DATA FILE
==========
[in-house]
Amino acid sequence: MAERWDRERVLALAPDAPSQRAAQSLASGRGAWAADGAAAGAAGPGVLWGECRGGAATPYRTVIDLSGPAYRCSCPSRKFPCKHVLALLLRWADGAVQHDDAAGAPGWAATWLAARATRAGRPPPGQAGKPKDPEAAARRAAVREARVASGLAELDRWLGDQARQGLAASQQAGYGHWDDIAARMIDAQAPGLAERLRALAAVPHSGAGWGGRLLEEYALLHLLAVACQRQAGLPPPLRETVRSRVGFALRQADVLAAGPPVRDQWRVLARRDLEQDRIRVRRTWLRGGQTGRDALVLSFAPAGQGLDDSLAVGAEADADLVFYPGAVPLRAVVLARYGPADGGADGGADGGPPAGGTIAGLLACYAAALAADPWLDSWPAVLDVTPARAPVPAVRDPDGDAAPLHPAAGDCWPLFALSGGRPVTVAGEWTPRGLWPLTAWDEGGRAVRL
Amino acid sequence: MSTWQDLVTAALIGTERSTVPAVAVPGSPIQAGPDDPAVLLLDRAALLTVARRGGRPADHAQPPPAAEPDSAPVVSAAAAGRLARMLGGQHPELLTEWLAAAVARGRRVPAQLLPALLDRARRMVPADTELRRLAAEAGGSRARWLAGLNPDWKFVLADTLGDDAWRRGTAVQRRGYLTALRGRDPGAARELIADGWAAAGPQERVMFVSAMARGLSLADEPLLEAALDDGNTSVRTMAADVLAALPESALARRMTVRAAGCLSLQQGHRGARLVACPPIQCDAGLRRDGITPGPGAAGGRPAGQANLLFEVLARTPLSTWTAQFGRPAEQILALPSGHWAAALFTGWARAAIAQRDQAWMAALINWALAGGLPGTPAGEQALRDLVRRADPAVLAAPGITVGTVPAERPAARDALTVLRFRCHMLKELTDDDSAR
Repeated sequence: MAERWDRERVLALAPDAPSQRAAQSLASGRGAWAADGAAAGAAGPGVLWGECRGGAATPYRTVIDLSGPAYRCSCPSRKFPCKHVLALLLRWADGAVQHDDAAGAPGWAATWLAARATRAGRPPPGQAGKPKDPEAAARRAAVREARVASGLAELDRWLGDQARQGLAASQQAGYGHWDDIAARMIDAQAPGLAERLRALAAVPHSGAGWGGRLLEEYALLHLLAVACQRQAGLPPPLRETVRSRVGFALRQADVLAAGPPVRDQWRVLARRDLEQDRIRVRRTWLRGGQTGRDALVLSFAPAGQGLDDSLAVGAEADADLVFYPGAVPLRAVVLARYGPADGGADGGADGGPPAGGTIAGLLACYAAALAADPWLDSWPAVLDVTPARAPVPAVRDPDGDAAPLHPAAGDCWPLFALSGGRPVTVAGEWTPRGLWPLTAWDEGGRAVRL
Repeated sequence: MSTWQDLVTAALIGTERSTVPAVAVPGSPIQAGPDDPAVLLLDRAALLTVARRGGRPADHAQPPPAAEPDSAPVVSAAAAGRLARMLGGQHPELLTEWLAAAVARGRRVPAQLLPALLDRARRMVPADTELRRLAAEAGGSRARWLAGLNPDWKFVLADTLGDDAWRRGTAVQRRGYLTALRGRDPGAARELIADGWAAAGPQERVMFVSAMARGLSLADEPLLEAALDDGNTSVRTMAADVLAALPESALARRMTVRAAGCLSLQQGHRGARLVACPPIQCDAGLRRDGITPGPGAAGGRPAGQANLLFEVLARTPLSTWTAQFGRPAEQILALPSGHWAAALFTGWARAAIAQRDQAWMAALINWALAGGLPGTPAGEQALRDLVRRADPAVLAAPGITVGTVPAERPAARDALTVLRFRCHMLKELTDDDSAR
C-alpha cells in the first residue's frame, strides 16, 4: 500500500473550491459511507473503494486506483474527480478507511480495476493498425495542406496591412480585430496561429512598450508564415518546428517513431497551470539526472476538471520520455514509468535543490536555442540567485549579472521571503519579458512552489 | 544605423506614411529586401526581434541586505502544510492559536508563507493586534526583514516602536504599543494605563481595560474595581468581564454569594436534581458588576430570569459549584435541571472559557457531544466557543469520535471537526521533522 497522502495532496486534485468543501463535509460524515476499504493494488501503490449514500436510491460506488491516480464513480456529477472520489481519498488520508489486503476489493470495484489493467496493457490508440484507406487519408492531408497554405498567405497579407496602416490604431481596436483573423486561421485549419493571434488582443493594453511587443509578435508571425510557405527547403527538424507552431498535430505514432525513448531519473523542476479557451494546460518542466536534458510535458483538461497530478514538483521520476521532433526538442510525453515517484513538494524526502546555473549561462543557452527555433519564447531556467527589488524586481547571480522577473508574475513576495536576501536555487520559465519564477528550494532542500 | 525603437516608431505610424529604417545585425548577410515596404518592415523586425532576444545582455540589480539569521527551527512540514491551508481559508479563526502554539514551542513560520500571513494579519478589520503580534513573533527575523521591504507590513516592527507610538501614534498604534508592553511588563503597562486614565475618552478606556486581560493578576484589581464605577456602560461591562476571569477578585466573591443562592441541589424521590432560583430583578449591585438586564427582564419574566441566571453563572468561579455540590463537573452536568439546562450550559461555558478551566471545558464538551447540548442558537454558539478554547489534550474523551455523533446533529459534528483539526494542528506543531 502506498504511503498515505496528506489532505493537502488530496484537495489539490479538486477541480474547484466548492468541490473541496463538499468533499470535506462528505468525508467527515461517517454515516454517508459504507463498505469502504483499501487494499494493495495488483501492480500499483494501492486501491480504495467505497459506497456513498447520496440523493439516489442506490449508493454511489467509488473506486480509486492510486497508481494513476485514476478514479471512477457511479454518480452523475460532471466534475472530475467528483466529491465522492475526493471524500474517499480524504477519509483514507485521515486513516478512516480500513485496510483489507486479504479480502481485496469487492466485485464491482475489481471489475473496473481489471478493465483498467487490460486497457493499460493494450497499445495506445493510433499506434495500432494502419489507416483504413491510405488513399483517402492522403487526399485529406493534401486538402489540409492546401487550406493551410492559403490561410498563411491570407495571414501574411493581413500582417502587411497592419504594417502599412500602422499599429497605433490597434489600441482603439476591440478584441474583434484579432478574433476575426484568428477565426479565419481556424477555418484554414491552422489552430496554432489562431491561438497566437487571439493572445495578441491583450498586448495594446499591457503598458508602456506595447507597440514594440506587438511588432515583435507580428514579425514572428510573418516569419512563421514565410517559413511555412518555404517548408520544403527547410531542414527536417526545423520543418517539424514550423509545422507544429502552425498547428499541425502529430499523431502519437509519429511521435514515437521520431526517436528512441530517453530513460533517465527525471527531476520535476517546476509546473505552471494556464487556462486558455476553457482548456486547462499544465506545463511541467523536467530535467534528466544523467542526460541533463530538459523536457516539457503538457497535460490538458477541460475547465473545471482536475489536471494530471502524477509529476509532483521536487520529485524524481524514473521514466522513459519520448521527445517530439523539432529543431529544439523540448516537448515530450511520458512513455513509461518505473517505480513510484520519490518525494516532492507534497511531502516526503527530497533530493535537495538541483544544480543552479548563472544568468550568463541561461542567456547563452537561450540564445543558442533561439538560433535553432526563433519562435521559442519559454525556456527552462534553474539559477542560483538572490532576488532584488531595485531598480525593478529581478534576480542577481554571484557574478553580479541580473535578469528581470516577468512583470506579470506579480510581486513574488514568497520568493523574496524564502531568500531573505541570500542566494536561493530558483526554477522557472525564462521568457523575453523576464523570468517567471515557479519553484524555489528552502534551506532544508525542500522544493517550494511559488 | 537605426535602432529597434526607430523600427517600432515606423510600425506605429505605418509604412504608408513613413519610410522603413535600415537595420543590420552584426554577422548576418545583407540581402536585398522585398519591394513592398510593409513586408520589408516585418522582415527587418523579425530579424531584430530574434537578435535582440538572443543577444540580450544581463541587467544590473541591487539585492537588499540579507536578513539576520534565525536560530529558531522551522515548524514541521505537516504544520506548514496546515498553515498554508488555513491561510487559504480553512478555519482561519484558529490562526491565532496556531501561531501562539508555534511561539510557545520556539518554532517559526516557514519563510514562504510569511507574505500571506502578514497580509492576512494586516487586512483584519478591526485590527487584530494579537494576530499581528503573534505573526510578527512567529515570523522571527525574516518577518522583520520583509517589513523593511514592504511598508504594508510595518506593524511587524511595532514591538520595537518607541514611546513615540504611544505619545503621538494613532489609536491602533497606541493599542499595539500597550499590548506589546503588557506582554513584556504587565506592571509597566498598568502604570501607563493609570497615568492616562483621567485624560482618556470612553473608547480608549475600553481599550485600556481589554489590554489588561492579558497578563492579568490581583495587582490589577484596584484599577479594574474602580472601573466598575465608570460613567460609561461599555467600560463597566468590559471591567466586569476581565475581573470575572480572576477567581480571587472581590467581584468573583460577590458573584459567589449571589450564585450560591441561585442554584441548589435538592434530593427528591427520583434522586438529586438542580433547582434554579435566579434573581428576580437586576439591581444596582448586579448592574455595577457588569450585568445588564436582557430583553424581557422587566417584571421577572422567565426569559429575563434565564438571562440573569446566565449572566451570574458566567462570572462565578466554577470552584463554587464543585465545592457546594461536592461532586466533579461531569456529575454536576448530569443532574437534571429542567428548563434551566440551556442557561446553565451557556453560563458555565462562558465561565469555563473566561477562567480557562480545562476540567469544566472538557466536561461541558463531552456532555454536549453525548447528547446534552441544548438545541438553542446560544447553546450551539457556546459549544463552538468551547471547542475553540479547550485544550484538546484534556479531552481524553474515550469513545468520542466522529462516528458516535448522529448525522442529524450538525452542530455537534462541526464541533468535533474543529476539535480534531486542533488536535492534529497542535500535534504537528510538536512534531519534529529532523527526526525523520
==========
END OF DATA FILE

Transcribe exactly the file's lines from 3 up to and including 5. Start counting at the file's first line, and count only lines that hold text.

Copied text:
Amino acid sequence: MSTWQDLVTAALIGTERSTVPAVAVPGSPIQAGPDDPAVLLLDRAALLTVARRGGRPADHAQPPPAAEPDSAPVVSAAAAGRLARMLGGQHPELLTEWLAAAVARGRRVPAQLLPALLDRARRMVPADTELRRLAAEAGGSRARWLAGLNPDWKFVLADTLGDDAWRRGTAVQRRGYLTALRGRDPGAARELIADGWAAAGPQERVMFVSAMARGLSLADEPLLEAALDDGNTSVRTMAADVLAALPESALARRMTVRAAGCLSLQQGHRGARLVACPPIQCDAGLRRDGITPGPGAAGGRPAGQANLLFEVLARTPLSTWTAQFGRPAEQILALPSGHWAAALFTGWARAAIAQRDQAWMAALINWALAGGLPGTPAGEQALRDLVRRADPAVLAAPGITVGTVPAERPAARDALTVLRFRCHMLKELTDDDSAR
Repeated sequence: MAERWDRERVLALAPDAPSQRAAQSLASGRGAWAADGAAAGAAGPGVLWGECRGGAATPYRTVIDLSGPAYRCSCPSRKFPCKHVLALLLRWADGAVQHDDAAGAPGWAATWLAARATRAGRPPPGQAGKPKDPEAAARRAAVREARVASGLAELDRWLGDQARQGLAASQQAGYGHWDDIAARMIDAQAPGLAERLRALAAVPHSGAGWGGRLLEEYALLHLLAVACQRQAGLPPPLRETVRSRVGFALRQADVLAAGPPVRDQWRVLARRDLEQDRIRVRRTWLRGGQTGRDALVLSFAPAGQGLDDSLAVGAEADADLVFYPGAVPLRAVVLARYGPADGGADGGADGGPPAGGTIAGLLACYAAALAADPWLDSWPAVLDVTPARAPVPAVRDPDGDAAPLHPAAGDCWPLFALSGGRPVTVAGEWTPRGLWPLTAWDEGGRAVRL
Repeated sequence: MSTWQDLVTAALIGTERSTVPAVAVPGSPIQAGPDDPAVLLLDRAALLTVARRGGRPADHAQPPPAAEPDSAPVVSAAAAGRLARMLGGQHPELLTEWLAAAVARGRRVPAQLLPALLDRARRMVPADTELRRLAAEAGGSRARWLAGLNPDWKFVLADTLGDDAWRRGTAVQRRGYLTALRGRDPGAARELIADGWAAAGPQERVMFVSAMARGLSLADEPLLEAALDDGNTSVRTMAADVLAALPESALARRMTVRAAGCLSLQQGHRGARLVACPPIQCDAGLRRDGITPGPGAAGGRPAGQANLLFEVLARTPLSTWTAQFGRPAEQILALPSGHWAAALFTGWARAAIAQRDQAWMAALINWALAGGLPGTPAGEQALRDLVRRADPAVLAAPGITVGTVPAERPAARDALTVLRFRCHMLKELTDDDSAR